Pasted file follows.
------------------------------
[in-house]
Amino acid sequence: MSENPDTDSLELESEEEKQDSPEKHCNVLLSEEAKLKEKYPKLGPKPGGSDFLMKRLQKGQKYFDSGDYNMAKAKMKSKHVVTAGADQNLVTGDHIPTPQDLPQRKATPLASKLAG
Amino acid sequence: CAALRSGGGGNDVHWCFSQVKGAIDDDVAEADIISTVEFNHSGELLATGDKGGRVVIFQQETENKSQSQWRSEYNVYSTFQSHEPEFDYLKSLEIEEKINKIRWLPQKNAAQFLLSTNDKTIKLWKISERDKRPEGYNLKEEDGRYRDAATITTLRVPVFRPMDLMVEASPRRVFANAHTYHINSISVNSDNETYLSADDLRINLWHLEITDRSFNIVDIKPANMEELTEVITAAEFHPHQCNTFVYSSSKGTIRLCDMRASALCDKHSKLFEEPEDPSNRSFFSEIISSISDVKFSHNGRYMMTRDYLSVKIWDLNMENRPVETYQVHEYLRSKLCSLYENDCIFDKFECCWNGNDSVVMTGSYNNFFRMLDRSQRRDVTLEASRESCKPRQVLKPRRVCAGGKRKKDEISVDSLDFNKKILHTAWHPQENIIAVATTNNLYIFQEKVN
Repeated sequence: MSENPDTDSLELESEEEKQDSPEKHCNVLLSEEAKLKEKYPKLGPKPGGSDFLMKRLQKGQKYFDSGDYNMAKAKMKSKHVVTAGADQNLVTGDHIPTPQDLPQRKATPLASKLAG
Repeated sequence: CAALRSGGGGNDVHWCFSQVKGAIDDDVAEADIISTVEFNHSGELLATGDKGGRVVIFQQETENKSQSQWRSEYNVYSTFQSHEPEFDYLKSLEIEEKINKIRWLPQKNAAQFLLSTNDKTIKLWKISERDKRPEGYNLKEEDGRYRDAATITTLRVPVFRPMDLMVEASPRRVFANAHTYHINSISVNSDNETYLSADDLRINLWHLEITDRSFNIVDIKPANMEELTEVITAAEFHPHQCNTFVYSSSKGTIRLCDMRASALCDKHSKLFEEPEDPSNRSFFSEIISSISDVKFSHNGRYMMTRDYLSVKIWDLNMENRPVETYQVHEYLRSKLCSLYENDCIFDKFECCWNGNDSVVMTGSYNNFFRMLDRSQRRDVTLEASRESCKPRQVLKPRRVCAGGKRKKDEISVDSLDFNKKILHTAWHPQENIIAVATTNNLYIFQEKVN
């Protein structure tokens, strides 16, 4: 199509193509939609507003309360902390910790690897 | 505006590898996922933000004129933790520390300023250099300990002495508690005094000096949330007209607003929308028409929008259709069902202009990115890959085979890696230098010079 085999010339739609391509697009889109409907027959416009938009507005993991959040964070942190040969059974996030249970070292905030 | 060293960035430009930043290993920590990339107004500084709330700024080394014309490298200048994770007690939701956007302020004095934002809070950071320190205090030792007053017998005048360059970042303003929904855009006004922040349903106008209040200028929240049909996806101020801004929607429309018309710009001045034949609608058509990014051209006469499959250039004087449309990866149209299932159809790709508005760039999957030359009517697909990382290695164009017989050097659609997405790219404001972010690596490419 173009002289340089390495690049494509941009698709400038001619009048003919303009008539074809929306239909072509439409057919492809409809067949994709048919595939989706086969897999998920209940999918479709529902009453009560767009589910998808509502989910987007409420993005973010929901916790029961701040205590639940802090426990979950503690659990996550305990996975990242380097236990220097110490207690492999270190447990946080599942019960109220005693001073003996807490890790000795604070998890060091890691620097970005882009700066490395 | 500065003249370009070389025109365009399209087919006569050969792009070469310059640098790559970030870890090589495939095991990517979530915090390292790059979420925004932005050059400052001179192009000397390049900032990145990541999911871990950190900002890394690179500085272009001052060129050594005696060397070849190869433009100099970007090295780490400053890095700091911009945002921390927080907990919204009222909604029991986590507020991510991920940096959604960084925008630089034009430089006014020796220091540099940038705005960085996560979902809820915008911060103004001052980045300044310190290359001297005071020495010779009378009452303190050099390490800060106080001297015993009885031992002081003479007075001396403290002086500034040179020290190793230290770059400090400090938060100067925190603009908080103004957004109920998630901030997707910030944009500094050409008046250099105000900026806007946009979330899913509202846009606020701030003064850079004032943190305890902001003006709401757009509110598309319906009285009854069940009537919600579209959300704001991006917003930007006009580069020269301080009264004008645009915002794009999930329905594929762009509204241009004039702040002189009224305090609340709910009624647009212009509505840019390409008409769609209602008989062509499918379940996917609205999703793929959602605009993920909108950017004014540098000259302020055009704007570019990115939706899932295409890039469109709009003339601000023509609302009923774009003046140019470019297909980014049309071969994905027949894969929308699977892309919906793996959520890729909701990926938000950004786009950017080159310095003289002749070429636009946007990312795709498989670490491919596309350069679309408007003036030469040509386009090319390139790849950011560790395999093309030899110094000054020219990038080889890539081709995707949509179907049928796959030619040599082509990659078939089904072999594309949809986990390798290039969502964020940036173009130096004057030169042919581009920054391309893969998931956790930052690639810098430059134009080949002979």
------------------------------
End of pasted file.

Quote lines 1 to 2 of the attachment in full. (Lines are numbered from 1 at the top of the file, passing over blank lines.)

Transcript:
[in-house]
Amino acid sequence: MSENPDTDSLELESEEEKQDSPEKHCNVLLSEEAKLKEKYPKLGPKPGGSDFLMKRLQKGQKYFDSGDYNMAKAKMKSKHVVTAGADQNLVTGDHIPTPQDLPQRKATPLASKLAG